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About grsjax

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  • Gender
  • Location
    Big Island, Hawaii
  • Interests
    Small boats, Steam Navy

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  1. I have been getting FB ads for Dry-Dock Models & Parts. Checked their website and it looks like they sell blocks, deadeyes, nails and rope. No kits listed. Anyone dealt with this vendor? If so I would like to know if they are reliable and if their products are as good as they look in the pictures.
  2. Using a hollow ground planer blade in a table saw you can cut pieces as thin a .04" thick. A zero tolerance insert and a precision fence is required. Using a sliding table is better. Still have a large kerf but for some common woods that isn't a big problem.
  3. Looks like a good drill press but does it have heavy duty quill bearings able to take a side load during milling and does it have a solid or hollow column? Both of these issues are going to be important in doing any kind of milling.
  4. The same eBay seller makes a sliding table for the Dremel saw.
  5. Depends on the scale. For small scales I go down to 320. Larger scales I use 240.
  6. Taking a short break to do my taxes. Uncle Sam gets testy if I am late with my tribute.
  7. On ebay https://www.ebay.com/itm/Historic-American-Merchant-Marine-Survey-Volume-1-ship-boat-blueprints-plans/363317650834 Not mine, just thought others here might want to take a look at this.
  8. I have never had a problem with the Dremel locking pin. I have a couple of older model tools and perhaps they were built better than the newer ones. I also have a Dremel cordless 7.2 volt tool that works very well. I like the adjustable speed of the Dremel. Mine goes from 5000 to 35000rpm giving a good working range for different uses.
  9. Finished putting the frame together The process of building the frame was pretty straight forward. Clamping was a challenge for some of the stringers as there is very little room to get a clamp in. Ended up using mini bulldog clamps and pieces of scrap to get everything set. Only ran into one issue and that was with the sponson rail (part 12) it is a two piece part that meets in the middle at the bow. It wanted to flex slightly into a shallow peak instead of making a smooth curve. This is a problem that can be solved by placing a short piece of stringer on top of the battens at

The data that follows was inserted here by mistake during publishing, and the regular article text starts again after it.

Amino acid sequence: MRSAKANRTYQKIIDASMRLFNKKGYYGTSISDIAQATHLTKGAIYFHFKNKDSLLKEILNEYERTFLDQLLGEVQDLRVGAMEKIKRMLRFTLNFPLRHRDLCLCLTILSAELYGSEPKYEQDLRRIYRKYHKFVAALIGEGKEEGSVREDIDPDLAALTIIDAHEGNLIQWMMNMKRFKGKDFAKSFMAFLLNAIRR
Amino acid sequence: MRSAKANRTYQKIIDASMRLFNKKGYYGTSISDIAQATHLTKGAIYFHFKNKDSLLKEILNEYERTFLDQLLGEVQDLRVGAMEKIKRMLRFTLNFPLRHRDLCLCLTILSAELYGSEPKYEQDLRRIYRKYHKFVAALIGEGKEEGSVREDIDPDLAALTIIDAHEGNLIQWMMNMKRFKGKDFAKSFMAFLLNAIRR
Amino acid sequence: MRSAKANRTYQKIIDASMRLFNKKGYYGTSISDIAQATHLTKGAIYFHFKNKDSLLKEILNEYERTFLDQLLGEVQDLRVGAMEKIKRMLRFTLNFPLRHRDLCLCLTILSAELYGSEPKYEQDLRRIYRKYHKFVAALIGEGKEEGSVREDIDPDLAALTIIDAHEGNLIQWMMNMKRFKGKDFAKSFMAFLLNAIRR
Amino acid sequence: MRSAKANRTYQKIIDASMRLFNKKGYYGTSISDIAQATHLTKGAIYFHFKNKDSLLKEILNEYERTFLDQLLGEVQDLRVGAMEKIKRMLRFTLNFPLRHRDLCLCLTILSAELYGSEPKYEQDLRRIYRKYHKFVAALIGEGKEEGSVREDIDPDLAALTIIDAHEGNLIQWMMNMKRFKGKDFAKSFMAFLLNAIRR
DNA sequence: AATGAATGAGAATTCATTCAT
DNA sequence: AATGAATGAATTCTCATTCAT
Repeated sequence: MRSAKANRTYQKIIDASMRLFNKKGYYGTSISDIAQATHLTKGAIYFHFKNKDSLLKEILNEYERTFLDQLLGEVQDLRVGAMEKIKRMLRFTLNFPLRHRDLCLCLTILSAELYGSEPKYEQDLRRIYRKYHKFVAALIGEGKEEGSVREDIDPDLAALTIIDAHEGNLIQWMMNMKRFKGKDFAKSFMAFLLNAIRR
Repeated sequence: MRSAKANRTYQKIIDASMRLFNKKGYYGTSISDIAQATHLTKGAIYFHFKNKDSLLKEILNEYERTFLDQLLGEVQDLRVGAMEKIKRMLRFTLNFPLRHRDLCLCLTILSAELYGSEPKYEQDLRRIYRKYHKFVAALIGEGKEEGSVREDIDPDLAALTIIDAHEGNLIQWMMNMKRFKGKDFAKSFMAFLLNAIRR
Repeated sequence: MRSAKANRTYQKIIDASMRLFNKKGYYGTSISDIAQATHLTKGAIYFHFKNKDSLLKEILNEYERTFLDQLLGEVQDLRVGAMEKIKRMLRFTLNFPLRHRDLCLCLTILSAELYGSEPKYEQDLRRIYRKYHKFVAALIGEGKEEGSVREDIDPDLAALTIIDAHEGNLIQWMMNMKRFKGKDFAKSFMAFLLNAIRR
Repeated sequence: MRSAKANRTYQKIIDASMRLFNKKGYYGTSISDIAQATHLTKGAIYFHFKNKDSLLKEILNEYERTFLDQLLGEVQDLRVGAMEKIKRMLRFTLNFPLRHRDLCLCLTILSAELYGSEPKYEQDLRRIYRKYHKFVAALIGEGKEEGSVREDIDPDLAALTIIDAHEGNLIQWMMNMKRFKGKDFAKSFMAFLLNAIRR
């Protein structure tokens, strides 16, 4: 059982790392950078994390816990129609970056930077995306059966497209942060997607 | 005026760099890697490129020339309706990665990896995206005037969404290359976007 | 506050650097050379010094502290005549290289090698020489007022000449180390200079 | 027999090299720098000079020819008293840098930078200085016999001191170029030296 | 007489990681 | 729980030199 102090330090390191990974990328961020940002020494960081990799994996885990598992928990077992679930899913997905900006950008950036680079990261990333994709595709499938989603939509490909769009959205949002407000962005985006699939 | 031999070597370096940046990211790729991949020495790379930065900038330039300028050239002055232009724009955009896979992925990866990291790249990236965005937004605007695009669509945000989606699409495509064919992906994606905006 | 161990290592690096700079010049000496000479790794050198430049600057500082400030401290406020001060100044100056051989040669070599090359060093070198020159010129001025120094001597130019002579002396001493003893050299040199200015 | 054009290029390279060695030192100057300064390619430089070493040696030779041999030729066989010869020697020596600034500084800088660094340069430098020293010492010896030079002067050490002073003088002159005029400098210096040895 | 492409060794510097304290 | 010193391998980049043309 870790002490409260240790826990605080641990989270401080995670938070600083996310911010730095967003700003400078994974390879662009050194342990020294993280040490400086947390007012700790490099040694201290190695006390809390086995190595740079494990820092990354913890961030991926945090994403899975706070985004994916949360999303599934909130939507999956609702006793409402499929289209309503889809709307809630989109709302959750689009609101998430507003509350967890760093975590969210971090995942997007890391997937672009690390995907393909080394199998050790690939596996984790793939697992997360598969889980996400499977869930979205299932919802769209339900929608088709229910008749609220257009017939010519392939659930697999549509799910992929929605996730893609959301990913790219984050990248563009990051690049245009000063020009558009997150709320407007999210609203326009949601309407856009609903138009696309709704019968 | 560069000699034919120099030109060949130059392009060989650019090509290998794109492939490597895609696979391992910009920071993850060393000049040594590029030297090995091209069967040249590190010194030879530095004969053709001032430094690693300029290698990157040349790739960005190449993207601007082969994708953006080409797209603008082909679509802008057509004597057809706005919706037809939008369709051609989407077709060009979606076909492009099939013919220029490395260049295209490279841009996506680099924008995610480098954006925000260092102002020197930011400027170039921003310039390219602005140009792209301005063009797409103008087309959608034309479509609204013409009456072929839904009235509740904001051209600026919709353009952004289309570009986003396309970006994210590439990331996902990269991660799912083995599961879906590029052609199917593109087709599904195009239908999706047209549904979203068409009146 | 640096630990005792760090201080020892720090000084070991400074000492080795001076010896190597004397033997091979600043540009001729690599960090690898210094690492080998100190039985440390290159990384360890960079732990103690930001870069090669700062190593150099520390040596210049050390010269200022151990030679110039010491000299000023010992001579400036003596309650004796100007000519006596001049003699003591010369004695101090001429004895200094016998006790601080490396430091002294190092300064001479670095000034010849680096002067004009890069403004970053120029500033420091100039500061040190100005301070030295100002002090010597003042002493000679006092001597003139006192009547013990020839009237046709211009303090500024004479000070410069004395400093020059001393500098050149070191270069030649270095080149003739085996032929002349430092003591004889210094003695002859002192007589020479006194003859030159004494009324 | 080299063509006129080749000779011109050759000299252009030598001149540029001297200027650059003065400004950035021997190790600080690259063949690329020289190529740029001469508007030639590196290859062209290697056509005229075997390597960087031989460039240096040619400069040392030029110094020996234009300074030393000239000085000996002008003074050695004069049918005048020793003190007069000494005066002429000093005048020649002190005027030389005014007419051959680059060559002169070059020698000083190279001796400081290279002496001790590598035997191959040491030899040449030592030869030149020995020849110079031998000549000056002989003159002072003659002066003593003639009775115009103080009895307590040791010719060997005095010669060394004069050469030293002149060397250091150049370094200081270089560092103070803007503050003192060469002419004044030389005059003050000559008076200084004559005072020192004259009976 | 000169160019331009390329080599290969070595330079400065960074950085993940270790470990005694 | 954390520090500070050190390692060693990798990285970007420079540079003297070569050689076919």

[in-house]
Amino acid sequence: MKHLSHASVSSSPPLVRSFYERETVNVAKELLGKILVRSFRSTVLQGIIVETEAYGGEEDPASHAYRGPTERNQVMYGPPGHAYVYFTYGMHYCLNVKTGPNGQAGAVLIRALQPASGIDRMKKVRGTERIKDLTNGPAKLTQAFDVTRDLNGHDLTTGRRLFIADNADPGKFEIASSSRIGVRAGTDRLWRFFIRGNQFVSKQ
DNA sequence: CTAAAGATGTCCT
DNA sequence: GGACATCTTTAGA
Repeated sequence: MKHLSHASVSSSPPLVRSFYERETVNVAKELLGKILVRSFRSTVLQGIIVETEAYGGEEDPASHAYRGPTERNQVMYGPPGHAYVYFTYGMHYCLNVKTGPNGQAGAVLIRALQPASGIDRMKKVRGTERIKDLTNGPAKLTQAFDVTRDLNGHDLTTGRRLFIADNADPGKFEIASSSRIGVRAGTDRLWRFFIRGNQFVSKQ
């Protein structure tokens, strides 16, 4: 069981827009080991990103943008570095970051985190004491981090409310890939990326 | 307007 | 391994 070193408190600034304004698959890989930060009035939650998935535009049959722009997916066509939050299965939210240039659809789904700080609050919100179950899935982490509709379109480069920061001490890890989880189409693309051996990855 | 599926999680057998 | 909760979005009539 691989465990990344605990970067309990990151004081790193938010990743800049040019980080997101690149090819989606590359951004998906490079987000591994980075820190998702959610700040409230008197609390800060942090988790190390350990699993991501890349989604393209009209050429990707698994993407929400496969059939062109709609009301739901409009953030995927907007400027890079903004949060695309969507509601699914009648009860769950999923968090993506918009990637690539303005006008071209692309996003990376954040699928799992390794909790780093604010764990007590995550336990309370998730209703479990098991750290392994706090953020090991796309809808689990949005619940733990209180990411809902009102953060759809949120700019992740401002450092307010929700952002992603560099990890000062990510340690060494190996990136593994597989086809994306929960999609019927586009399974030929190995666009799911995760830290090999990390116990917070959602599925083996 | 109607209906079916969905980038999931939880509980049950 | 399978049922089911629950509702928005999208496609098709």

10. Time to get down to building this model. First step is to build up the basic ladder frame that is the foundation for everything else. These are the parts of the frame. The transom and frames attach to the side rails. The assembly is almost self aligning but care has to be taken that everything is straight before gluing things up. First step is to glue the transom (6) to the transom frame (5) and frames 2 and 3 together. Next the frames are attached to the rails. The notches in the frames are cut so that a minimum of sanding is needed to get things to go together smoo
  11. The kit consists of 5 sheets of laser cut wood, 2 of mahogany veneer, 2 of 1.5mm plywood and 1 of 3mm basswood (I think it is basswood). There is a 19 page booklet of instructions with numerous photographs. This is one area where I think there could be an improvement by adding some detail drawings. Not a big problem but it would make a few things a bit clearer. There is also a display stand of laser cut 3mm ply and a small bag of additional small parts and decals.
  12. The seaflea is a 10 foot class A hydroplane. Osborn Models, mostly known for model trains, used to produce a line of static and RC model boat kitss of which this is one. I also have their 1:24 scale Miss Canada III and Mirror Dingy models which I hope to do build logs on in the future. Derek at Osborn Models has been a real help and tells me they have a few of their kits still in stock so if you are interested contact him at dosborn1210@rogers.com. I think he should start up production again but that is just my selfish desire to build more of these interesting boats. The kit is
  13. Depends on what finish you are going to use. If tung oil is going to be the finish than it should work to fill the pores as well. If you plan on painting the wood than you need to find a compatible filler to use.
  14. Getting back to mouldable plastics. The chemical name is Polycaprolactone. Put that in the search area on Amazon and it brings up a lot of products. 8oz (224 grams) for US$10 is about the best deal I see there.
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